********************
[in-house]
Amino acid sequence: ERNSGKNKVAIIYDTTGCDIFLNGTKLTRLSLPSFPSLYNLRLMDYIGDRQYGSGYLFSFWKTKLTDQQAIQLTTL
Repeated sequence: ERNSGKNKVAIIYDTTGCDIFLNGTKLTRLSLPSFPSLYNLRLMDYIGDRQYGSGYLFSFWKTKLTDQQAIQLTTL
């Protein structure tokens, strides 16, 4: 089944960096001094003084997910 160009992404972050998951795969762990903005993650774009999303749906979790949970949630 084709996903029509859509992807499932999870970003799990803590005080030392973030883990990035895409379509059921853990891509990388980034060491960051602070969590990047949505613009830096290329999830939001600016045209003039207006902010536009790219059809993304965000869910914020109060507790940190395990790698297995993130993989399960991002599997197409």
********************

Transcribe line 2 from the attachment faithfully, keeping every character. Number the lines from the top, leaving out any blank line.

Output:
Amino acid sequence: ERNSGKNKVAIIYDTTGCDIFLNGTKLTRLSLPSFPSLYNLRLMDYIGDRQYGSGYLFSFWKTKLTDQQAIQLTTL